There are always murmurs of discontent when I come to review Indian restaurants. How could my hum drum, Italo-English foreign palette have any understanding of the myriads of different regional cuisines in India.
I do accept that point resignedly. However I would add that Old English food – I mean the type served in Victorian Britain of the 19th Century – does bear many similarities with Indian cuisine. Unlike Mediterranean cuisine, which uses herbs as the main conduit of flavour, English cuisine of that epoque in much the same way as Indian cuisine today placed a heavy emphasis on spices for flavour. Despite promising beginnings, English cuisine never truly evolved and as such gave way to pan-Mediterranean influences and to uniform blandness in many cases. Analogously, that weak milky English breakfast tea, which pervades nearly every UK household, never transformed into bold, sweet and spicy masala tea that now invigorates the senses and warms the heart in Indian households.
Another digression! Back to Khyber. I see an English food critic with the same first name as me had visited the restaurant many years back and had given it a minor thumbsup (warmly reassuringly from a gentlemen who claims to have eaten at every 3* Michelin restaurant in the world)
Khyber is, indeed, a wonderfully majestic maze of little rooms, marble floors and dark wooden tables. It’s a beautiful setting, one which could only belong in the historical home of South Bombay. However, the food is no match.
The starters that arrive are passable, but only in the same way that eating cornflakes for breakfast is a mildly satisfactory experience. The taste was familiar, reminiscent of countless generic Indian restaurants I have frequented. The paneer had an alarmingly red tandoori paste marinade smeared all over it. The corn tikki was a greasy affair, much like delving into a Vada Pav stall’s cauldron. And the lassi I washed this all down with was expensive at nearly INR 300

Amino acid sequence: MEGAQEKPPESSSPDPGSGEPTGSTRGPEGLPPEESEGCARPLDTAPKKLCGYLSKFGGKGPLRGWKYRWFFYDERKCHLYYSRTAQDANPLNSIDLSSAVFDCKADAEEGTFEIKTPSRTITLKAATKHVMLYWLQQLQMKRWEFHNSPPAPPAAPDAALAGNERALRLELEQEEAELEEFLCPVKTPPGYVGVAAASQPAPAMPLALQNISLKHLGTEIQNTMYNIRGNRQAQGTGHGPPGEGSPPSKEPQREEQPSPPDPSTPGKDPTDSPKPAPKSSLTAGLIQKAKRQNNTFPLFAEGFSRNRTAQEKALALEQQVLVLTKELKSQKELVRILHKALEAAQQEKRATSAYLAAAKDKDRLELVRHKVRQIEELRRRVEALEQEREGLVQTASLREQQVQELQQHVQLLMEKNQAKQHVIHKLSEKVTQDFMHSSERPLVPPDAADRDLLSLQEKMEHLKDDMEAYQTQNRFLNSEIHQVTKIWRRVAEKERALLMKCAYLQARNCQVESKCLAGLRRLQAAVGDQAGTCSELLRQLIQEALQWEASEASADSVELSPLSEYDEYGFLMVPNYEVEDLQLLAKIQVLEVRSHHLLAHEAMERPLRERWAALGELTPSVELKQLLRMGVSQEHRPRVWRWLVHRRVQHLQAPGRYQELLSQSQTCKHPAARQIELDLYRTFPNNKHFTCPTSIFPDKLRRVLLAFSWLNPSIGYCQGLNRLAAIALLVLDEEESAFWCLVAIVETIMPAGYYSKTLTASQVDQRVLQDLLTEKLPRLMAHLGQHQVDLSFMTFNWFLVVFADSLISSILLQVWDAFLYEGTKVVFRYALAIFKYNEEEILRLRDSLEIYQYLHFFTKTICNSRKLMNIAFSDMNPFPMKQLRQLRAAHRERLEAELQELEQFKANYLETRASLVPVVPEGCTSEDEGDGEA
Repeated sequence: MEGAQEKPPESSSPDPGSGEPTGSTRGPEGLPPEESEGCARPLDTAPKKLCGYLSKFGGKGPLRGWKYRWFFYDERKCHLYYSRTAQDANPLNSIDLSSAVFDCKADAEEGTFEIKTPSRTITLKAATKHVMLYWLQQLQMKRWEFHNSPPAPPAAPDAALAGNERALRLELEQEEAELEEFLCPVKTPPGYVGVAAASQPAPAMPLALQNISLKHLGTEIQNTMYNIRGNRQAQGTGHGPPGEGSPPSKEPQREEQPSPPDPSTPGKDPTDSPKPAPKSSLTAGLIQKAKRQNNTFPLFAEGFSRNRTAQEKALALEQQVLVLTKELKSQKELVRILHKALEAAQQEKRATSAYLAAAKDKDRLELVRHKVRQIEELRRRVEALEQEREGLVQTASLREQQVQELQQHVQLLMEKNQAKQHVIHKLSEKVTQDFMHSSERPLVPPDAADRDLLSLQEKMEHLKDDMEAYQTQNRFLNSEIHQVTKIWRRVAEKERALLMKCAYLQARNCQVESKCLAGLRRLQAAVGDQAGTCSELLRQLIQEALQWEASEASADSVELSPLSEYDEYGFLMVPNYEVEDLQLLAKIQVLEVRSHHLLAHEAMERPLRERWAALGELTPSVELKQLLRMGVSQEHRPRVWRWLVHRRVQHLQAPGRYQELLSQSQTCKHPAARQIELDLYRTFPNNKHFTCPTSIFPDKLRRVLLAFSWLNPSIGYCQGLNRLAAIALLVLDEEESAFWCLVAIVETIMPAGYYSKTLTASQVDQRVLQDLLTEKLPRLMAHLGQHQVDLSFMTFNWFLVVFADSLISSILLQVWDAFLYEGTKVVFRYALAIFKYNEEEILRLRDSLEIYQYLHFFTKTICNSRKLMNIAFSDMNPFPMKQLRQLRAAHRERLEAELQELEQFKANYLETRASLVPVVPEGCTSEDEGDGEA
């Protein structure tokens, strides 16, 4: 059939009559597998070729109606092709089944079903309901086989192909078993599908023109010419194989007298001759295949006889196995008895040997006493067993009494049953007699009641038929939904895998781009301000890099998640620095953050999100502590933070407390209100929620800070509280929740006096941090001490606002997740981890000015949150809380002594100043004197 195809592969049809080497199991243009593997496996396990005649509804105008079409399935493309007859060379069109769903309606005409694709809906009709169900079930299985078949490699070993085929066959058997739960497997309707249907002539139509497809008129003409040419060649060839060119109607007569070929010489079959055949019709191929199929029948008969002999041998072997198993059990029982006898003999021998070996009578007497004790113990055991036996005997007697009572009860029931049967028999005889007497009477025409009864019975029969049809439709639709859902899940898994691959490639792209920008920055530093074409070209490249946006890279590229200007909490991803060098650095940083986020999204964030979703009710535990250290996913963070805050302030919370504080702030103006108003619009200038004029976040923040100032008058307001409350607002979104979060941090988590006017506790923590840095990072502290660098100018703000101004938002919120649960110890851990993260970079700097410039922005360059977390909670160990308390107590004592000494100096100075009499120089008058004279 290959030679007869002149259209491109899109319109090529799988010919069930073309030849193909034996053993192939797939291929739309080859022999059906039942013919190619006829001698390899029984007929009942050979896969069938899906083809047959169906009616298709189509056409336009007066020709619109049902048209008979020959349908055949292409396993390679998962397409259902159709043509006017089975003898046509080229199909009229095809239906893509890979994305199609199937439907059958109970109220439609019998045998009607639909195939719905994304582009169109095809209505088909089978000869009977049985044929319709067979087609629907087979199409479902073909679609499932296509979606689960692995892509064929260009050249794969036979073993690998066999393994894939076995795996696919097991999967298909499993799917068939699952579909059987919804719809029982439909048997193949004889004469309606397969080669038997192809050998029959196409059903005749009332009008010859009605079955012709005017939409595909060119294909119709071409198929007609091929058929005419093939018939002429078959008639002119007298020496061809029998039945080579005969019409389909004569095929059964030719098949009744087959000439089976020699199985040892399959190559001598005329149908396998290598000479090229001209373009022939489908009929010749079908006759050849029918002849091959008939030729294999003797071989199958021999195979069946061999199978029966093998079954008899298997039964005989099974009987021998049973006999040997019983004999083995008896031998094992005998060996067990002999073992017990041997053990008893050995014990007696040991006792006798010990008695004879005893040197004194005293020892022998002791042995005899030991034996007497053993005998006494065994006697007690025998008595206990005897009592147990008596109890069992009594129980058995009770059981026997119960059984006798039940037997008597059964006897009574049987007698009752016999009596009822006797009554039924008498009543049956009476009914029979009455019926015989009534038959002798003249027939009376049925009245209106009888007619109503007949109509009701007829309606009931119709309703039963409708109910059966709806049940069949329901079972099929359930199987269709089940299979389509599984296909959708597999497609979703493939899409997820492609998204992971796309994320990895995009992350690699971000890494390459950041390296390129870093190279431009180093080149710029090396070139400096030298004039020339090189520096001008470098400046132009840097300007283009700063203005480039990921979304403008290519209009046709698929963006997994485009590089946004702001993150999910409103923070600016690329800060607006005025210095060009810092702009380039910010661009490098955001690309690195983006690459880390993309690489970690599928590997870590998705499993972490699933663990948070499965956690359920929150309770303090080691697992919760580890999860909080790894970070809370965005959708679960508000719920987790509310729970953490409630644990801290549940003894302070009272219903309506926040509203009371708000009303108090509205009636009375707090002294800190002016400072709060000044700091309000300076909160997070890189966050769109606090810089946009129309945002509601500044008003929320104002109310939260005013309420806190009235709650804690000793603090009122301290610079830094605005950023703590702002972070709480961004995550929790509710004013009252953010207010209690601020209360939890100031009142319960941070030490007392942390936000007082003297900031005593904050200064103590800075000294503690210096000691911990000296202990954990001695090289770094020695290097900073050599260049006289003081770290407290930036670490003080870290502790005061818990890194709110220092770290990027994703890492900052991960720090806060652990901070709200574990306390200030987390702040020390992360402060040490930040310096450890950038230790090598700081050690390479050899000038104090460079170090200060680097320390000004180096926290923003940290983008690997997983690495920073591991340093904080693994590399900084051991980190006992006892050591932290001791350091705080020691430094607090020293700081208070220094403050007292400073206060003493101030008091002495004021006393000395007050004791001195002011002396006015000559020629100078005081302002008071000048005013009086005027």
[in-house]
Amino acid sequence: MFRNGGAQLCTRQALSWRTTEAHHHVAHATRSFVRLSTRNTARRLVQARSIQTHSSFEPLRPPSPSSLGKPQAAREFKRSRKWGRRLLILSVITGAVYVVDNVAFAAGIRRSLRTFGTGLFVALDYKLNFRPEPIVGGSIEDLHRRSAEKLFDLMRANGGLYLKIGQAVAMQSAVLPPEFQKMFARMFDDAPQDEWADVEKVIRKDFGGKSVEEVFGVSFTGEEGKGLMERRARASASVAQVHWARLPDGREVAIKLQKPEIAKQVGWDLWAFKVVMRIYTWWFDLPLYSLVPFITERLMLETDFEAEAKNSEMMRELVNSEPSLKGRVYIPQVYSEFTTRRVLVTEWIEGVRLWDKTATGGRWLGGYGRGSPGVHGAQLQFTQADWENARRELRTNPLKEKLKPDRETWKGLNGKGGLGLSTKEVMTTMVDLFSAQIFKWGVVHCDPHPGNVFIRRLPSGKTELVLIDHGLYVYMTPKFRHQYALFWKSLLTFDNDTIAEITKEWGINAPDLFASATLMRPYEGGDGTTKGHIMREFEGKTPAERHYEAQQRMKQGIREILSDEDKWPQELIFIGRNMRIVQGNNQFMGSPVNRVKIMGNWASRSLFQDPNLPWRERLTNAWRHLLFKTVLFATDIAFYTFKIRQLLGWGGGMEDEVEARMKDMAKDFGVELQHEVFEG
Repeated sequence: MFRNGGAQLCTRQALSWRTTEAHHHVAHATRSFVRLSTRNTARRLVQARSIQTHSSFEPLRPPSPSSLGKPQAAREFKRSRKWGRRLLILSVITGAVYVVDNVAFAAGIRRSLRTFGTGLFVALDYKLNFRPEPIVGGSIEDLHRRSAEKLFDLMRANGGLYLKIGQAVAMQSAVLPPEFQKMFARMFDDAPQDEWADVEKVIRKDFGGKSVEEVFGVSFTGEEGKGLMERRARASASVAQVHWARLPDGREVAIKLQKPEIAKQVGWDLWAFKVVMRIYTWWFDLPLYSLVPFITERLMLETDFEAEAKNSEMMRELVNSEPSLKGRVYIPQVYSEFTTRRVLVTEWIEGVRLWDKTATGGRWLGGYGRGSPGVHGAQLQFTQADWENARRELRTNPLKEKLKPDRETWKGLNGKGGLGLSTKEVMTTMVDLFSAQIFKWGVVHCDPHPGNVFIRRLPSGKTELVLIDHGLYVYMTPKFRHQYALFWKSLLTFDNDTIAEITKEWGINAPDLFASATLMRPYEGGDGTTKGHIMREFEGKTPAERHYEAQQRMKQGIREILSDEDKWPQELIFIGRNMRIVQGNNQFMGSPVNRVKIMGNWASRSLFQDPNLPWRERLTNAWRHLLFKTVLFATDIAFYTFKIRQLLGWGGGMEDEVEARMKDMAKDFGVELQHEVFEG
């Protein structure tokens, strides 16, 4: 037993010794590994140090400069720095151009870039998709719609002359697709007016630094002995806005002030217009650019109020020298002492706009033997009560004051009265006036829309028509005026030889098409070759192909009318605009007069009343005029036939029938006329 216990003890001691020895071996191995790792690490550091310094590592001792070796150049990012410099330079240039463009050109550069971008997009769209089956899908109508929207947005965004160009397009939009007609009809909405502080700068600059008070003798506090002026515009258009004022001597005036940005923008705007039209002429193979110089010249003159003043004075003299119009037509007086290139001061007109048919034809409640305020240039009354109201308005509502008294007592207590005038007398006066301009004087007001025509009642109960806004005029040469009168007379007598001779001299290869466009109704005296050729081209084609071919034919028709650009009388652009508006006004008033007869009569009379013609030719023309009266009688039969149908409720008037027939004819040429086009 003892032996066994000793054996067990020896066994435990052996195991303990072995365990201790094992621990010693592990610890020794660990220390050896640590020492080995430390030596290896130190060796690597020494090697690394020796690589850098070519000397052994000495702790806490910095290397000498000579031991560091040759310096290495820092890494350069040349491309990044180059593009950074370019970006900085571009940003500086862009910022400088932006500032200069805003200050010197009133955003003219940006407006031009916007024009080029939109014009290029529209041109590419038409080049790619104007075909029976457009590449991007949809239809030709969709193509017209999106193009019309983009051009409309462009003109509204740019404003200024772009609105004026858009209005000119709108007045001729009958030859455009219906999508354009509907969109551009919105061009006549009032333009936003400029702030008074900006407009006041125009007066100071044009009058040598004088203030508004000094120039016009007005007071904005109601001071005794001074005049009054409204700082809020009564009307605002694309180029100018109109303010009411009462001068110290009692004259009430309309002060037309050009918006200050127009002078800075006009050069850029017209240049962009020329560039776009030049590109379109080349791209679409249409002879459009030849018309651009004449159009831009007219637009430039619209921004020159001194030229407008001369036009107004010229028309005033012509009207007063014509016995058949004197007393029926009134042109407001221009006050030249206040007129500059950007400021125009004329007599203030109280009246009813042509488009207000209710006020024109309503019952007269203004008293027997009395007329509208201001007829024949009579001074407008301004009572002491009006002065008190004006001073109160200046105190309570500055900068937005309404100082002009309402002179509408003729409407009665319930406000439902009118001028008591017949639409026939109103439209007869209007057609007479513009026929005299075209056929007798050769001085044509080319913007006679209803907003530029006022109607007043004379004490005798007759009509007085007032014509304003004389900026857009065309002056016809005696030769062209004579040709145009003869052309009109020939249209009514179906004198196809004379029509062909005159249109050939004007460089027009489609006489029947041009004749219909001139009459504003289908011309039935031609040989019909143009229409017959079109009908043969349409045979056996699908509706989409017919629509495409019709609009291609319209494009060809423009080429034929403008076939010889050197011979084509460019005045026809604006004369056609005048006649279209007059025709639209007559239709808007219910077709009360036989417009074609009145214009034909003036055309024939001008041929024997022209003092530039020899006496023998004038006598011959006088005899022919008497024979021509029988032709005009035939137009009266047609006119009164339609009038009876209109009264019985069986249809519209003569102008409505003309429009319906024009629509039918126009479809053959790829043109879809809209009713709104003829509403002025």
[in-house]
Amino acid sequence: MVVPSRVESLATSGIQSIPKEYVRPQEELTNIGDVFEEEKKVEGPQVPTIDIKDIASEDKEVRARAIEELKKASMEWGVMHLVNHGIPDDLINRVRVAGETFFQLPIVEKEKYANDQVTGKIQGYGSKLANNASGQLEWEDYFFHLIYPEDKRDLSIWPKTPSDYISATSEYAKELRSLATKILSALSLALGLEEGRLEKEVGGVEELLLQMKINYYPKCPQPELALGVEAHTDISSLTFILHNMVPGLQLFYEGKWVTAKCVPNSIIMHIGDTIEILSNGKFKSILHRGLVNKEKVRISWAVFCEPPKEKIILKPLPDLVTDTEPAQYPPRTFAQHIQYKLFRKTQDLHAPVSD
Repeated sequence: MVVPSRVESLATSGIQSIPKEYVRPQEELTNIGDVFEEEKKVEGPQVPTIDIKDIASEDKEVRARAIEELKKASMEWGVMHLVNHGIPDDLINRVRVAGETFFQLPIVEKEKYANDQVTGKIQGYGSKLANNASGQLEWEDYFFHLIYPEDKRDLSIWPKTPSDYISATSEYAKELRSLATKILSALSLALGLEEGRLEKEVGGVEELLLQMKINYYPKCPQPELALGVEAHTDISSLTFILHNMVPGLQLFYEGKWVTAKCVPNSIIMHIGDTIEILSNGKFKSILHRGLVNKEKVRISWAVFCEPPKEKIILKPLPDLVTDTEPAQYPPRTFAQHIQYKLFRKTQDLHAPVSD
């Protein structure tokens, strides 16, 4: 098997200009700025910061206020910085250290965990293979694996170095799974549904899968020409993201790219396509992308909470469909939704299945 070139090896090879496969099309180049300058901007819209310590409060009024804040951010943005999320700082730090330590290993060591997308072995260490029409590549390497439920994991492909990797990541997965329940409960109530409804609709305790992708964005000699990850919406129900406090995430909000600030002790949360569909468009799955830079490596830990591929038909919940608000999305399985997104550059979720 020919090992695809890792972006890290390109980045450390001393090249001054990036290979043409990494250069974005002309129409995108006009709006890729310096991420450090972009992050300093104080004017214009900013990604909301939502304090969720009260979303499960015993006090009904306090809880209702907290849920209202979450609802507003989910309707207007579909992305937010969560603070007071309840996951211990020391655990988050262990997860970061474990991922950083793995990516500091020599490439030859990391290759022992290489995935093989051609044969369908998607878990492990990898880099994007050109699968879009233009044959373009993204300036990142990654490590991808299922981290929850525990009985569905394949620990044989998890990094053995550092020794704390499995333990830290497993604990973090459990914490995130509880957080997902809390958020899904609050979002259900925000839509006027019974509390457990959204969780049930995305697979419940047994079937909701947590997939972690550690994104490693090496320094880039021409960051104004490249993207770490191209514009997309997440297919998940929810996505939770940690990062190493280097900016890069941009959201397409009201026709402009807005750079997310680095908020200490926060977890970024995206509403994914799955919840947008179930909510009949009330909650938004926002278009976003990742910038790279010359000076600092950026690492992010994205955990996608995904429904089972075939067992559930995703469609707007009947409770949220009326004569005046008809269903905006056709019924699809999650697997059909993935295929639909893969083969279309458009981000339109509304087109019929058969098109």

The veg malai tikka – the true test of any potential Punjabi wife I am told – was a standout dish. The sauce was creamy, sweet and perfectly balanced by the slightly bitter cabbage inside the tikki. The black daal was a strange mix of too many lentils and pulses – kidney beans, different black daals etc – and was too thin for my taste. The mixed Sabji was heavy with too much cumin and reminded me of a mixed Sabji I had eaten the other week at Tawa (a horror story to be found on Turner road in Bandra) The other mains courses looked average: a leg of tandoori lamb again smeared in that heinously red tandoori paste and chicken tikka masala.
Ultimately the grandeur of the interior overwhelms the average at times careless fare and much like the majority of British cuisine that has failed to redefine itself, the Indian cuisine at Khyber feels tired, worn out and in great need of reinvention.